A better solution, he suggests, is pushing Congress to overrule the FCC with a Congressional Resolution of Disapproval.
United States

Can the FCC's 'Net Neutrality' Decision Be Overturned in Congress? (newsweek.com) 186

"Cancel the funeral and get ready to fight: Net neutrality is far from dead," argues Evan Greer, the campaign director for the pro-net neutrality group Fight for the Future in Newsweek: Our elected officials in Congress have the power to reverse what is swiftly becoming one of the U.S. government's most unpopular decisions ever. And if they don't, they'll pay for it come election season... 26 senators have already signed on to a Resolution of Disapproval under the Congressional Review Act (CRA), a vehicle to overturn the FCC's net neutrality repeal with a simple majority vote in both the Senate and House. [UPDATE: 28 Senators have now co-sponsored the resolution]. It's not going to be easy, but it's increasingly within reach with Democrats in lock step against the FCC rollback and half a dozen Republicans already publicly criticizing the move.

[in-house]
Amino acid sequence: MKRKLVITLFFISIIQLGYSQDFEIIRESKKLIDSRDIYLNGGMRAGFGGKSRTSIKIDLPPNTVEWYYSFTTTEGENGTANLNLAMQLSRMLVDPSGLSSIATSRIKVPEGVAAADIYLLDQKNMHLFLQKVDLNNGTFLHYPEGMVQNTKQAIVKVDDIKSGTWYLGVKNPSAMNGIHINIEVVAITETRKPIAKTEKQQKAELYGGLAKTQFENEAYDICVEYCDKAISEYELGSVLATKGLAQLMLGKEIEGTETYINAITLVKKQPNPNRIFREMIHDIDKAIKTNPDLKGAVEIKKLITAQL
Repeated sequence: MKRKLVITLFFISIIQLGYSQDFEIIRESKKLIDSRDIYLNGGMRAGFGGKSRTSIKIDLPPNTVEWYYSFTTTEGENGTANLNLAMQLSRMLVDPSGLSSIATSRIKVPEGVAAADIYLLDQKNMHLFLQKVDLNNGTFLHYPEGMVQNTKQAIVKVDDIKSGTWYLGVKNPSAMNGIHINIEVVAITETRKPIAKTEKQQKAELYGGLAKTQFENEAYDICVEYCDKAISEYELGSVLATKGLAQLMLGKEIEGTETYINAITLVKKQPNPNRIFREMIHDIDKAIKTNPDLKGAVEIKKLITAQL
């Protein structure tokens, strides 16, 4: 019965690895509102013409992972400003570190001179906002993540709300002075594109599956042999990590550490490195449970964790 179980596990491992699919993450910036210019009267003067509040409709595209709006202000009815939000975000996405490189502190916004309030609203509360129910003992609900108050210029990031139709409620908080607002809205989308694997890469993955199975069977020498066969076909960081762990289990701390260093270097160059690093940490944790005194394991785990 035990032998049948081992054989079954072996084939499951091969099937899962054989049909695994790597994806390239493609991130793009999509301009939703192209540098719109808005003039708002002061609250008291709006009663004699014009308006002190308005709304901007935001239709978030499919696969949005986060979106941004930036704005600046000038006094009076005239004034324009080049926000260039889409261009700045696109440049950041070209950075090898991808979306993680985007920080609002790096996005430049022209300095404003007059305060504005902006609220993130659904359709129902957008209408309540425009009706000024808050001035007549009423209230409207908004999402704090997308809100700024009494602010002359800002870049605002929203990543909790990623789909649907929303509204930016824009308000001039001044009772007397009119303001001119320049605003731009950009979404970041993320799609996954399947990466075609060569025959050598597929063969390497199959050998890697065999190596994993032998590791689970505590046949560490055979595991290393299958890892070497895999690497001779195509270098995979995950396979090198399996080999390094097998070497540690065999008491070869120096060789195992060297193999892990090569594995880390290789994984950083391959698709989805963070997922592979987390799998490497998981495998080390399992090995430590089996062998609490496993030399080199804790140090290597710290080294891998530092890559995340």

Outside of Washington, DC, net neutrality is not a partisan issue. Voters from across the political spectrum overwhelmingly agree that they don't want their cable companies controlling where they get news, how they stream music and videos, or which apps they use to pay for things, get directions, or communicate with friends and family. Comcast, Verizon, and AT&T poured money into misleading advertisements, ghost written op-eds, and astroturf campaigns, to fool customers into thinking that they would voluntarily abide by the principles of net neutrality... But after all of that, they've completely failed to build any real grassroots support for their attack on net neutrality, from the left or the right. And every member of Congress knows that. 75 percent of Republican voters support the net neutrality protections the FCC just slashed... No matter how hard they try, telecom lobbyists will just never convince a meaningful number of Republican voters that killing net neutrality, and ending the internet as a free market of ideas, is a good thing. And that's what gives us a unique chance to get our normally gridlocked Congress to take action and overrule the FCC's politically toxic order.